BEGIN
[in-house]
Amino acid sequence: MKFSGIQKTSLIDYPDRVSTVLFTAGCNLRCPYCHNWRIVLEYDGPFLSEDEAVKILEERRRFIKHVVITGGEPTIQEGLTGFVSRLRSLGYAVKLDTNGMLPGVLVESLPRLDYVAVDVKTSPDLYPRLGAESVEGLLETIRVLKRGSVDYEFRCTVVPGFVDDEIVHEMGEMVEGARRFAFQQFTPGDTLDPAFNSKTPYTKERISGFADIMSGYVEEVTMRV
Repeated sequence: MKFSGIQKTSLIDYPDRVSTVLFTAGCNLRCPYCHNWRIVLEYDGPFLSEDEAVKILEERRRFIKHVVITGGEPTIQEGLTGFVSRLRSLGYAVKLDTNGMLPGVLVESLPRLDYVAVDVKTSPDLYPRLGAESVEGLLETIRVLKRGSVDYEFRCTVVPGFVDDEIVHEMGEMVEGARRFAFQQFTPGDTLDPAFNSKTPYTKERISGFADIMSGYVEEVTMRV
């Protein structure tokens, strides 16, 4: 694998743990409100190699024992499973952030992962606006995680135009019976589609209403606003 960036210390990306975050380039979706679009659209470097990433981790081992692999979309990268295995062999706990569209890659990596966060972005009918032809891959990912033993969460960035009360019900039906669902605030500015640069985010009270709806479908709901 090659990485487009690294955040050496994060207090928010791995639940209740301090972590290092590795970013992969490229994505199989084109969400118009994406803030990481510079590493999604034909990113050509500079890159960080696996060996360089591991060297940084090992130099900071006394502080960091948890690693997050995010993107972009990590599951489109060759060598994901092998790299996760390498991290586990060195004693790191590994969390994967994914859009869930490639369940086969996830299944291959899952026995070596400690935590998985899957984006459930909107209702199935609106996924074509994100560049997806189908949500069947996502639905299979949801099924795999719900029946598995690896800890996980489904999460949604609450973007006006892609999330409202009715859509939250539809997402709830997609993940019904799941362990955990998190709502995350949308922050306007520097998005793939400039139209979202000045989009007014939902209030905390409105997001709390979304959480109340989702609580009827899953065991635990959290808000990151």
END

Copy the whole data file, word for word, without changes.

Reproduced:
[in-house]
Amino acid sequence: MKFSGIQKTSLIDYPDRVSTVLFTAGCNLRCPYCHNWRIVLEYDGPFLSEDEAVKILEERRRFIKHVVITGGEPTIQEGLTGFVSRLRSLGYAVKLDTNGMLPGVLVESLPRLDYVAVDVKTSPDLYPRLGAESVEGLLETIRVLKRGSVDYEFRCTVVPGFVDDEIVHEMGEMVEGARRFAFQQFTPGDTLDPAFNSKTPYTKERISGFADIMSGYVEEVTMRV
Repeated sequence: MKFSGIQKTSLIDYPDRVSTVLFTAGCNLRCPYCHNWRIVLEYDGPFLSEDEAVKILEERRRFIKHVVITGGEPTIQEGLTGFVSRLRSLGYAVKLDTNGMLPGVLVESLPRLDYVAVDVKTSPDLYPRLGAESVEGLLETIRVLKRGSVDYEFRCTVVPGFVDDEIVHEMGEMVEGARRFAFQQFTPGDTLDPAFNSKTPYTKERISGFADIMSGYVEEVTMRV
């Protein structure tokens, strides 16, 4: 694998743990409100190699024992499973952030992962606006995680135009019976589609209403606003 960036210390990306975050380039979706679009659209470097990433981790081992692999979309990268295995062999706990569209890659990596966060972005009918032809891959990912033993969460960035009360019900039906669902605030500015640069985010009270709806479908709901 090659990485487009690294955040050496994060207090928010791995639940209740301090972590290092590795970013992969490229994505199989084109969400118009994406803030990481510079590493999604034909990113050509500079890159960080696996060996360089591991060297940084090992130099900071006394502080960091948890690693997050995010993107972009990590599951489109060759060598994901092998790299996760390498991290586990060195004693790191590994969390994967994914859009869930490639369940086969996830299944291959899952026995070596400690935590998985899957984006459930909107209702199935609106996924074509994100560049997806189908949500069947996502639905299979949801099924795999719900029946598995690896800890996980489904999460949604609450973007006006892609999330409202009715859509939250539809997402709830997609993940019904799941362990955990998190709502995350949308922050306007520097998005793939400039139209979202000045989009007014939902209030905390409105997001709390979304959480109340989702609580009827899953065991635990959290808000990151």